Isuzu Trek Owners Infoletter #25
Changes and improvements to a 1992 2430 Trek.
Carl & Rhonda Johnson (kettlesing at frontiernet.net) wrote about changes they have made to their Trek:
We have a 1992 Trek 2430. We purchased it in 1994 with 11,000 miles on it and have enjoyed it for the 65,000 miles we have put on it. In the interim 15 years we have made a number of modifications to make the coach more efficient and comfortable. I will list the things that have been accomplished, and if anyone is interested in further information on any of them I will be happy to share in greater detail, and pictures, where applicable.
- Built a simple storage system for the extension leaves under the table top.
- Reinforced the dining chairs so that they don’t rack and break at the joints.
- Built a storage cabinet under the dining table 8″X18″X24″, with access at both ends.
- Made simple access door behind toilet for laundry storage compartment.
- Built removable shelves in medicine cabinet to triple capacity and allow access to rear camera.
- Made a narrow waste basket to fit between the toilet and the shower.
- Built a removable two drawer cabinet, for underwear, that fits in the bathroom wardrobe closet, allowing for hanging garments above.
- Replaced the bed ladder with a folding, convenient, compact storing, 32″ stool (a la Tower design), with a slide on 12″X24″ table top for company dining seating at the couch. This stool is convenient for cleaning the outside of the coach up to the roof edge.
- Made a small cubbyhole for storing a book and glasses, at night, in the front panel above the windshield accordion shades.
- Installed swivel bullet lights in the bottom of the Magic Bed, above the driver and copilot, for map reading when driving at night.
- Installed a bright bullet reading light, for the bed, in the end of the forward driver’s side top cabinet.
- Made removable plastic inside storm windows for the living room windows to stop the cold draft at the couch and recliner. They install and remove in minutes and store behind the couch for easy retrieval.
- Built false floor in all the outside storage compartments so that any water that gets in will drain out without the contents getting wet.
- Built a shelf in the storage bay in front of the hookup bay to better organize the storage of hoses, electric cables, and tools.
- Installed two docking lights on the rear wall for backing into a campsite after dark. We don’t tow so this is convenient if we go out in the evening and return late.
- Installed rigid foam insulation on the metal heat ducting under the coach to reduce the surge of cold air each time the furnace cycles.
- Installed sound/heat insulation in engine compartment.Installed a door on the cubbyhole under the window by the copilot to keep articles from sliding out when driving.
- Installed a handy hidden ignition kill switch.
- Installed electronic gauges for exhaust temperature, turbo boost, voltage, oil temperature, transmission fluid temperature, and oil pressure.
- Installed a transmission oil cooler and filter.
- Installed an electric hot water element in the drain hole of the water heater with a control switch above the kitchen counter.
- Built a hanging angled shelf open cabinet, for storing fruits and vegetables, that is mounted beside the cook top under the cabinet beside the microwave.
- Replaced the shower accordion door with a single swing out door by of FL.
- Sealed roof leaks by coating with Liquid Roof.
- Had a full commercial truck tarp custom fabricated in 1994 that is still in excellent condition. It covers the coach to below the windows, has a cut out for the door, and is secured on the roof while traveling.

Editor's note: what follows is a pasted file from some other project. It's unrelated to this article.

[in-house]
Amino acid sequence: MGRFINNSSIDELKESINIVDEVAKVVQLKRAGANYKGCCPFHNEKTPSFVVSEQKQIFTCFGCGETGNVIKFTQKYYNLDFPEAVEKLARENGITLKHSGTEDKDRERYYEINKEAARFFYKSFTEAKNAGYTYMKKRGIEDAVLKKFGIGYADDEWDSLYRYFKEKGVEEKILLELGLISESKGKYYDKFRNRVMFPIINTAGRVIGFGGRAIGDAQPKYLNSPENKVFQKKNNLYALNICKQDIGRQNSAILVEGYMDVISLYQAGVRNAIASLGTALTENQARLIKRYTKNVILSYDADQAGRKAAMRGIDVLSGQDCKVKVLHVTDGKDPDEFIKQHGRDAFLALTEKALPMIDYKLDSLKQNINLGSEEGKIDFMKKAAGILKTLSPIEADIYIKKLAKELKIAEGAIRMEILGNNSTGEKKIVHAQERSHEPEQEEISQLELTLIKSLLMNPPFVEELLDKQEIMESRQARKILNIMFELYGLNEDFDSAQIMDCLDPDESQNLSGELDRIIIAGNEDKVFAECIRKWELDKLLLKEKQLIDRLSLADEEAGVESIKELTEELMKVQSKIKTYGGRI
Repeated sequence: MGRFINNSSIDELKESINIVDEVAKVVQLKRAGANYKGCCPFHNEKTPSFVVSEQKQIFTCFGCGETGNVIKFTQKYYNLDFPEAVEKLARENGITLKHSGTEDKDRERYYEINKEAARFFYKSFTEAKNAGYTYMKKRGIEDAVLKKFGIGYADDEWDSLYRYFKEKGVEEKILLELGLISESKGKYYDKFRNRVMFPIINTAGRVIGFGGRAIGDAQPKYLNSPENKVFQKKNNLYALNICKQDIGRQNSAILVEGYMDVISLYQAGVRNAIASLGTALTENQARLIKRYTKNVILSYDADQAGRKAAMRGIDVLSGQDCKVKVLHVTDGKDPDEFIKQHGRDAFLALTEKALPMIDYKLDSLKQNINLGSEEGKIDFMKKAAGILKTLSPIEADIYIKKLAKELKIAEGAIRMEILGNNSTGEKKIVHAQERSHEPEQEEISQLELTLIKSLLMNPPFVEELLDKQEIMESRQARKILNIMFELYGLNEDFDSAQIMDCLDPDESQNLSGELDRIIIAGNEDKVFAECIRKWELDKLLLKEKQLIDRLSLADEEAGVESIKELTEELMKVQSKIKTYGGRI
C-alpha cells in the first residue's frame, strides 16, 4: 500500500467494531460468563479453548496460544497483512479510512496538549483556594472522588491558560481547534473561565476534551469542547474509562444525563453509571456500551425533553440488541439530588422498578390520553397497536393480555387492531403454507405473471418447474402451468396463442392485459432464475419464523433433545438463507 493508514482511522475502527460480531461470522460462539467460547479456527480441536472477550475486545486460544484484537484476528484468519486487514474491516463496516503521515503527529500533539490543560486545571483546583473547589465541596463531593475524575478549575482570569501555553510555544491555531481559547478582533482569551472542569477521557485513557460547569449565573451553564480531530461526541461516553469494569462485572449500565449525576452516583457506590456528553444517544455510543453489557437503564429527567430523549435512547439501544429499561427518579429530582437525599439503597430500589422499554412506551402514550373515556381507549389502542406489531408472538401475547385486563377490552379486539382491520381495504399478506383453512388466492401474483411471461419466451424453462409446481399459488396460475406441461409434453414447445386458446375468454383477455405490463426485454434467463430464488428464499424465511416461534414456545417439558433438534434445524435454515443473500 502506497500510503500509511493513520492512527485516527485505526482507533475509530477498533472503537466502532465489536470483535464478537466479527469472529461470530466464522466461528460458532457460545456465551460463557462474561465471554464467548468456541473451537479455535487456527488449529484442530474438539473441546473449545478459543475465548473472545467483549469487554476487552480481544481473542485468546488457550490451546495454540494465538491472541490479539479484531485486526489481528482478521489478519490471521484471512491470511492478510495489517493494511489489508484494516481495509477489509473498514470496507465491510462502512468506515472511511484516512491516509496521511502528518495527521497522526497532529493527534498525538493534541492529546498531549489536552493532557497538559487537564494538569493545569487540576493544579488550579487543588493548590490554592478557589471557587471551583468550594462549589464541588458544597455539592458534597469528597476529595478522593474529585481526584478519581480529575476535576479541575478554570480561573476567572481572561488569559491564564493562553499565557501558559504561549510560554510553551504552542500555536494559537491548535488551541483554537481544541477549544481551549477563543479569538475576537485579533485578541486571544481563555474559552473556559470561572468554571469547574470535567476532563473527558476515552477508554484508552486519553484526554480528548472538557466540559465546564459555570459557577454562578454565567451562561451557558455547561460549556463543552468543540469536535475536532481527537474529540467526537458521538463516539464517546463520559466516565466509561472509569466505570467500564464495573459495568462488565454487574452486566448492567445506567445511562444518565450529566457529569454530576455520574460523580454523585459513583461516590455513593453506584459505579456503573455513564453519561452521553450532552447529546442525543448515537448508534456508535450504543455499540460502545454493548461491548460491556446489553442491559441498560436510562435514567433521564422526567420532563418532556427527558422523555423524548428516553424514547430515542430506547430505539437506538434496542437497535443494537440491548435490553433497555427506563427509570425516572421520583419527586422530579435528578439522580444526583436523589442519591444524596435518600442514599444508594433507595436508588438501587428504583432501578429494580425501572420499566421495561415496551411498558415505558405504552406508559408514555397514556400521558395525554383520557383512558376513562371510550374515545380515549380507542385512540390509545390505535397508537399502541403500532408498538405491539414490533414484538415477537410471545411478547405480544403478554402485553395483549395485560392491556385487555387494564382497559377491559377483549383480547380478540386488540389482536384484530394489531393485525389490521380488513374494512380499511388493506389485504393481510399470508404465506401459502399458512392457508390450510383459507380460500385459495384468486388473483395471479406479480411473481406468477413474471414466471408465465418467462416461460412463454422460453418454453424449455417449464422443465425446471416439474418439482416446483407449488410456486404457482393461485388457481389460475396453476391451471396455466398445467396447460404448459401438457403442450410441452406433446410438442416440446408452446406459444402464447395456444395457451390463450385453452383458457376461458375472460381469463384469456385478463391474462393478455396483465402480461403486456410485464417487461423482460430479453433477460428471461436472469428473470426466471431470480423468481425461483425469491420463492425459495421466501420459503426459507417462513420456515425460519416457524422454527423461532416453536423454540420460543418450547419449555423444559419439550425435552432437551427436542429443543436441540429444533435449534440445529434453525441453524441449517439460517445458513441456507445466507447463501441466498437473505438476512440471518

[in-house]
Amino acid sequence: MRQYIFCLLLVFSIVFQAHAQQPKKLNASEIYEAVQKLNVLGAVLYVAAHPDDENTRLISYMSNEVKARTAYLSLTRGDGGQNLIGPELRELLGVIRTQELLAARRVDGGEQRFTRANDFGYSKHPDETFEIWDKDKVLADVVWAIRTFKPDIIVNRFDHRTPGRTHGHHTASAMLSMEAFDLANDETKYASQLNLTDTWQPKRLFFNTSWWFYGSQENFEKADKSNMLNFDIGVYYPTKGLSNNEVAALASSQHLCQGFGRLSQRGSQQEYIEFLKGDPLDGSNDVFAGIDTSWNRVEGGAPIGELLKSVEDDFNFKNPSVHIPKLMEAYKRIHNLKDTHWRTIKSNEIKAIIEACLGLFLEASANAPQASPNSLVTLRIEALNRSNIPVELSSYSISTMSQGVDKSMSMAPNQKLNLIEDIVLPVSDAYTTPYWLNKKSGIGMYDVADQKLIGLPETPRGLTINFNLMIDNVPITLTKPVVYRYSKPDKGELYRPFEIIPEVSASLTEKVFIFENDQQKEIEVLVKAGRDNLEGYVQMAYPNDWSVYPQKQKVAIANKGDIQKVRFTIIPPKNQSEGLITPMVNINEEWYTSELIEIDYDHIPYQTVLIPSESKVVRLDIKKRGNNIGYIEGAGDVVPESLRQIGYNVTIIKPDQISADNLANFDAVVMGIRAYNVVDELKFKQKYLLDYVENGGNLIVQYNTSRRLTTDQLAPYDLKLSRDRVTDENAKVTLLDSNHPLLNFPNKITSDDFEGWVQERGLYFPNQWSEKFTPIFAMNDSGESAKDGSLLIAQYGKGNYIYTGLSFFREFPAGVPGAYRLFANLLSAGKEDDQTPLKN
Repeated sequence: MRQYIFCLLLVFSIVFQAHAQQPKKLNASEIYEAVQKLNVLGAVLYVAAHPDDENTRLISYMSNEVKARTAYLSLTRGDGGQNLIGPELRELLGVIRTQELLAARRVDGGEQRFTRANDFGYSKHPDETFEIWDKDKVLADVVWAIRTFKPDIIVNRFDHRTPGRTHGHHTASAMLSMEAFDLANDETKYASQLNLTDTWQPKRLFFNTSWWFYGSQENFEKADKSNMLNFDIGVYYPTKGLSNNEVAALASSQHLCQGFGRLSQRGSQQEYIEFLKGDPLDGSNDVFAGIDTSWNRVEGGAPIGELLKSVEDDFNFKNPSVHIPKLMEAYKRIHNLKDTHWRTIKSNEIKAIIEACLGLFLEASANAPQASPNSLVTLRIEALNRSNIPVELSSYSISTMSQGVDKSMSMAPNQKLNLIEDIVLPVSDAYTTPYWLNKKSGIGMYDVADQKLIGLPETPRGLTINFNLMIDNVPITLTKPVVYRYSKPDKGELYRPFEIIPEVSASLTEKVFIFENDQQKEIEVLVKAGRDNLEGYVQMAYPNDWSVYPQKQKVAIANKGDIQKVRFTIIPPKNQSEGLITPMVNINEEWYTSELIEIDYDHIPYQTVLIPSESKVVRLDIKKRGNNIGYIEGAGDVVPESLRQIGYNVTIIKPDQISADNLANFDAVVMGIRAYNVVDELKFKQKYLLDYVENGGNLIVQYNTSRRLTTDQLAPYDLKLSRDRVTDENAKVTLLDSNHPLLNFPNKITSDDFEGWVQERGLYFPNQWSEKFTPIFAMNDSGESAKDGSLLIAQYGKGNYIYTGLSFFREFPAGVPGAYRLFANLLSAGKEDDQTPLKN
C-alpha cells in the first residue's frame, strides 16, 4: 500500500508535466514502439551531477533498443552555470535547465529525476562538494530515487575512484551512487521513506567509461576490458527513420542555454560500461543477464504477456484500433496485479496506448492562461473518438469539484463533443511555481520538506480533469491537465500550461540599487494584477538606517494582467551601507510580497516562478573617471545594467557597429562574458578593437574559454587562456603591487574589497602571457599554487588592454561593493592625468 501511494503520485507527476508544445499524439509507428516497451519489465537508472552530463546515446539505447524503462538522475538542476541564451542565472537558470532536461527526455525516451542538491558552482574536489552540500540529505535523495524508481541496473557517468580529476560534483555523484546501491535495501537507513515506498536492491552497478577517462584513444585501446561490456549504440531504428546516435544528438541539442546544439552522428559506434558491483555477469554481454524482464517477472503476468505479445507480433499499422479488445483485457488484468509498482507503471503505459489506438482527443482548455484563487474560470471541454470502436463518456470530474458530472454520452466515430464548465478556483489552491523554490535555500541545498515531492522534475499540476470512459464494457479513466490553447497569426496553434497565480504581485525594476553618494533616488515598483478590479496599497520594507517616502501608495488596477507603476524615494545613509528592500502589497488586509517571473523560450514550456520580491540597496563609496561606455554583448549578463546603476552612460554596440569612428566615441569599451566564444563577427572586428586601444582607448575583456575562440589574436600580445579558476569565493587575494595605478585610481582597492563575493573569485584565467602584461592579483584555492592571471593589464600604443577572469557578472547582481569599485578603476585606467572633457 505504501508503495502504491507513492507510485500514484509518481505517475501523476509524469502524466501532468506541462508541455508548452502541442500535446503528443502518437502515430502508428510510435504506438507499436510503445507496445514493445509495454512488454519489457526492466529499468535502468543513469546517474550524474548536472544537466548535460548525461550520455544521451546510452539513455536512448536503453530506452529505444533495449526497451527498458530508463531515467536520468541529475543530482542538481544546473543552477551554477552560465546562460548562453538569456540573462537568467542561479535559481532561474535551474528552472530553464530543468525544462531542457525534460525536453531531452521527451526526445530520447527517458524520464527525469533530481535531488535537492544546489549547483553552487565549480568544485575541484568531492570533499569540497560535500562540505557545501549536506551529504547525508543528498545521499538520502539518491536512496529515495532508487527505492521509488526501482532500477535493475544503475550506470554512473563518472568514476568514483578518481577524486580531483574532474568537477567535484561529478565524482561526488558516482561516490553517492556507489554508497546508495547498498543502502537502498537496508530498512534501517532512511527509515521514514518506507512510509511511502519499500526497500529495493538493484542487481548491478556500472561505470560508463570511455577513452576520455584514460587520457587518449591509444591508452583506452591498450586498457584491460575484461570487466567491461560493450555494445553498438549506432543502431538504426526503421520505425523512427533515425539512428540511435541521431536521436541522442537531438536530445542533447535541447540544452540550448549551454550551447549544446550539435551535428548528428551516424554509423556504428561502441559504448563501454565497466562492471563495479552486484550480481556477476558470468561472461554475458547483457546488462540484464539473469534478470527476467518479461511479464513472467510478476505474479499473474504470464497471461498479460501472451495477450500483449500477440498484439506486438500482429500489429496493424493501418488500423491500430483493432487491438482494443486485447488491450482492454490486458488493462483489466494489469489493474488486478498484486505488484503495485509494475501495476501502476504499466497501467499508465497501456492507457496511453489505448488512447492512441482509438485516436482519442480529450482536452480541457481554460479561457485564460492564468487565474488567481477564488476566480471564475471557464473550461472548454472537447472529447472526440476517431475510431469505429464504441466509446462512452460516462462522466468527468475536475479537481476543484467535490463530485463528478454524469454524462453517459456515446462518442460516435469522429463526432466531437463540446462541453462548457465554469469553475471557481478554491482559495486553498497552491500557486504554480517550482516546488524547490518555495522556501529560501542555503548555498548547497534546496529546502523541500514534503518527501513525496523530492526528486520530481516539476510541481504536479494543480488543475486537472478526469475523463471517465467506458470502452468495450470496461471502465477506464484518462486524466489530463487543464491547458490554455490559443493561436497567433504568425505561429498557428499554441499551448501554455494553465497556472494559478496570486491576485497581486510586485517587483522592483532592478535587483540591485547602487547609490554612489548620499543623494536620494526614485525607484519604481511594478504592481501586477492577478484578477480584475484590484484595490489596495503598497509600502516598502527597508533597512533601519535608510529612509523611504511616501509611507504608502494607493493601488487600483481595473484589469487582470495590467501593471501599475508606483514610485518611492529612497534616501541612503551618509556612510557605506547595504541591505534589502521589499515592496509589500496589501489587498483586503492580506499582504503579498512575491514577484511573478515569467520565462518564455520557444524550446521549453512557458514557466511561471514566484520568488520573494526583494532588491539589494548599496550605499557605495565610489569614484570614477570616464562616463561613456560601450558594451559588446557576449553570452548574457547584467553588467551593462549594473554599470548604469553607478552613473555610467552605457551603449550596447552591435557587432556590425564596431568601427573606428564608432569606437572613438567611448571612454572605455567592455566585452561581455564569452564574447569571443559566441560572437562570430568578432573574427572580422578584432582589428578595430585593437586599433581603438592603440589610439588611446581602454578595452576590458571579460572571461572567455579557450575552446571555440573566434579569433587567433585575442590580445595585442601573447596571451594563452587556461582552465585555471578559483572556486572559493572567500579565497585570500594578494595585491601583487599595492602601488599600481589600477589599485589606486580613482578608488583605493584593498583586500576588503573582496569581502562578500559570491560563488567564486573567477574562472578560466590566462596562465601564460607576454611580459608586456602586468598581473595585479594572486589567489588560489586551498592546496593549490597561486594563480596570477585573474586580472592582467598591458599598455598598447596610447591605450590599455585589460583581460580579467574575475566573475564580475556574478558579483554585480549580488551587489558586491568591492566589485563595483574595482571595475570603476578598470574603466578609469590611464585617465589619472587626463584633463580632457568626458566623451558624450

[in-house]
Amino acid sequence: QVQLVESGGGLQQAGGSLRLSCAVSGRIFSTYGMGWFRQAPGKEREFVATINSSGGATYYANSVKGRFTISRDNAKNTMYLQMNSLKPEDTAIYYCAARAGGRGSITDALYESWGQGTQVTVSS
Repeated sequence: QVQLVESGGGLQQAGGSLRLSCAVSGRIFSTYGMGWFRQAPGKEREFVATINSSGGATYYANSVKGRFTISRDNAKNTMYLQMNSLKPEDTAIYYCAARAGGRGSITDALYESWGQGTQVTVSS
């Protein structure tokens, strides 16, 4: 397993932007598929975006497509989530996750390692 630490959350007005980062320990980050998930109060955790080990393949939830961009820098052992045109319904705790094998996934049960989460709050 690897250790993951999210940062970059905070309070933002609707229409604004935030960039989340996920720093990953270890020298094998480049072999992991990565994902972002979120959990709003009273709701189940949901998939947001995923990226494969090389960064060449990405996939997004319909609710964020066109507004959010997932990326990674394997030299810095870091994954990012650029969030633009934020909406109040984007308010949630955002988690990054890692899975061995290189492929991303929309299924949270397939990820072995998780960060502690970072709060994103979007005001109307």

- Installed a roof vent above the Magic Bed for ventilation in this dead air location. With the kitchen vent on exhaust, it makes sleeping without a/c comfortable and quiet.
- Built a road map case next to the copilot’s seat.
- Converted the panel in front of the kitchen sink to a knife tray tip out, and the bathroom sink panel to a toothbrush/toothpaste tip out.
- Installed heavy duty hinges on the bed head and foot board.
- Replaced the entry door window with clear glass.
- Installed a water pump switch in the bathroom.
- Made and installed cloth shoe holders that hang inside the closet beside the shower and in the wardrobe closet.
- Replaced the faucet in the bathroom with a single lever faucet.
After multiple attempts to diagnose and correct a failing cruise control, I believe I have solved the problem (My motto: “90% of the repair is the diagnosis, the other 10% is the tools”).
Carl & Rhonda Johnson
kettlesing at frontiernet.net
Thanks for the information. Carl & Rhonda have volunteered to provide additional information to interested parties. Remember to change ‘at’ to @ in the email address.
Inverter water problems and alternator problems.
Bruce Matlack (matlackwindsurfing at gmail.com) emailed some information about his inverter and alternator.
Inverter problems… The wetness is the culprit for sure, so I have been systematically leak checking all the suspected places and the simplest things first. The thing I checked last, of course, was the ultimate answer: The rivets that attach the top hinge of the rear fiberglass door were sucking in water that entered above the black plastic covering in the top of the compartment. The cover makes leak investigations difficult. All you see is water dripping from the black plastic which has to be coming from somewhere above… which leaves three possible sources: the back- up camera, the top running lights, or the center rear running light that everyone knows leaks. Well, it was none of those. It was the rivet holes of the hinges! From there, the water curls down and around forward and drips on the inverter top, then drips down the inverter rear housing to curl forward again under the bottom of the inverter. The inverter is still acting up, even after a minor explosion: I thought I would use some squirts from one of those computer dust spray cans, as I do not have an air-compressor. Upon the first spray attempt, the extension tube on the can disappeared into the inverter in what appeared to be a minor explosion. Yup!.. I read the instructions on the can at this point and sure enough it says the stuff is flammable!!! Some spark in the inverter set it off… Now I have a reason to open the inverter, to see what happened to the little plastic spray tube..as well as check for corrosion, explosion damage, and clean away dust… If you don’t hear from me again, you can surmise that I have electrocuted myself from messin’ with this inverter!